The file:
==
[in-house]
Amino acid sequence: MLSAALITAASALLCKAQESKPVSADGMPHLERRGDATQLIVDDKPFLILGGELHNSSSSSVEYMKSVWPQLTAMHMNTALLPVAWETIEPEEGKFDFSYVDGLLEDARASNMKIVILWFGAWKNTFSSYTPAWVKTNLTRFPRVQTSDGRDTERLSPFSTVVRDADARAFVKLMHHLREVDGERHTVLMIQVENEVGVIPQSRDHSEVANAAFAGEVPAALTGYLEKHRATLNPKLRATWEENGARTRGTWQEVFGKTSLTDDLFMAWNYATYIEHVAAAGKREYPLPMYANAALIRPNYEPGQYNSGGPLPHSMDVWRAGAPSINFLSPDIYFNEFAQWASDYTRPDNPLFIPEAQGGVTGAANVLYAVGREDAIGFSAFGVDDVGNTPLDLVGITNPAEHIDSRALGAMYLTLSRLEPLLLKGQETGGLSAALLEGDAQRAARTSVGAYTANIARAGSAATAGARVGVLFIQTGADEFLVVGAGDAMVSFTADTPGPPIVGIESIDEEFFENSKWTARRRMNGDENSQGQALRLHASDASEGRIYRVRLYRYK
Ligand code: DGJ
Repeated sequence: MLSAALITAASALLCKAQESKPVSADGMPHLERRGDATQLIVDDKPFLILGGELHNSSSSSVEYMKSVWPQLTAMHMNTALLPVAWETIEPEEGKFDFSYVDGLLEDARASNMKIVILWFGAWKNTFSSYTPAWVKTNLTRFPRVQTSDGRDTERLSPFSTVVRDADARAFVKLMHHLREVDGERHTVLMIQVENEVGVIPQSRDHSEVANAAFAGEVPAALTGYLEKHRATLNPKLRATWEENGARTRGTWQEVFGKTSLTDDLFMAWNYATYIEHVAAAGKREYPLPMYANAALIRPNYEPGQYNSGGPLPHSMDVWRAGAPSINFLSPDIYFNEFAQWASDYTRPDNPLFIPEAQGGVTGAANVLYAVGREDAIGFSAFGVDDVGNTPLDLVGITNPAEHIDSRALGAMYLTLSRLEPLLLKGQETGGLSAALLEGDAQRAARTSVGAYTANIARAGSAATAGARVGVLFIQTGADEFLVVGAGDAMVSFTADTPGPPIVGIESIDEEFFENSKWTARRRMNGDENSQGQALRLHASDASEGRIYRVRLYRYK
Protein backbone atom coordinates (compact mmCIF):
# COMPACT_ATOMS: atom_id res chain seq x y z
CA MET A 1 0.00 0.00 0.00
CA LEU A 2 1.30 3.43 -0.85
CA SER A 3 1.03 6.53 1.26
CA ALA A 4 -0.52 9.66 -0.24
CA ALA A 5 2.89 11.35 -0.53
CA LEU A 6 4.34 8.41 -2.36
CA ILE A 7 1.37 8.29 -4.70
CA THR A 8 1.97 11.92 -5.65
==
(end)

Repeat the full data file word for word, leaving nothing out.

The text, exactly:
[in-house]
Amino acid sequence: MLSAALITAASALLCKAQESKPVSADGMPHLERRGDATQLIVDDKPFLILGGELHNSSSSSVEYMKSVWPQLTAMHMNTALLPVAWETIEPEEGKFDFSYVDGLLEDARASNMKIVILWFGAWKNTFSSYTPAWVKTNLTRFPRVQTSDGRDTERLSPFSTVVRDADARAFVKLMHHLREVDGERHTVLMIQVENEVGVIPQSRDHSEVANAAFAGEVPAALTGYLEKHRATLNPKLRATWEENGARTRGTWQEVFGKTSLTDDLFMAWNYATYIEHVAAAGKREYPLPMYANAALIRPNYEPGQYNSGGPLPHSMDVWRAGAPSINFLSPDIYFNEFAQWASDYTRPDNPLFIPEAQGGVTGAANVLYAVGREDAIGFSAFGVDDVGNTPLDLVGITNPAEHIDSRALGAMYLTLSRLEPLLLKGQETGGLSAALLEGDAQRAARTSVGAYTANIARAGSAATAGARVGVLFIQTGADEFLVVGAGDAMVSFTADTPGPPIVGIESIDEEFFENSKWTARRRMNGDENSQGQALRLHASDASEGRIYRVRLYRYK
Ligand code: DGJ
Repeated sequence: MLSAALITAASALLCKAQESKPVSADGMPHLERRGDATQLIVDDKPFLILGGELHNSSSSSVEYMKSVWPQLTAMHMNTALLPVAWETIEPEEGKFDFSYVDGLLEDARASNMKIVILWFGAWKNTFSSYTPAWVKTNLTRFPRVQTSDGRDTERLSPFSTVVRDADARAFVKLMHHLREVDGERHTVLMIQVENEVGVIPQSRDHSEVANAAFAGEVPAALTGYLEKHRATLNPKLRATWEENGARTRGTWQEVFGKTSLTDDLFMAWNYATYIEHVAAAGKREYPLPMYANAALIRPNYEPGQYNSGGPLPHSMDVWRAGAPSINFLSPDIYFNEFAQWASDYTRPDNPLFIPEAQGGVTGAANVLYAVGREDAIGFSAFGVDDVGNTPLDLVGITNPAEHIDSRALGAMYLTLSRLEPLLLKGQETGGLSAALLEGDAQRAARTSVGAYTANIARAGSAATAGARVGVLFIQTGADEFLVVGAGDAMVSFTADTPGPPIVGIESIDEEFFENSKWTARRRMNGDENSQGQALRLHASDASEGRIYRVRLYRYK
Protein backbone atom coordinates (compact mmCIF):
# COMPACT_ATOMS: atom_id res chain seq x y z
CA MET A 1 0.00 0.00 0.00
CA LEU A 2 1.30 3.43 -0.85
CA SER A 3 1.03 6.53 1.26
CA ALA A 4 -0.52 9.66 -0.24
CA ALA A 5 2.89 11.35 -0.53
CA LEU A 6 4.34 8.41 -2.36
CA ILE A 7 1.37 8.29 -4.70
CA THR A 8 1.97 11.92 -5.65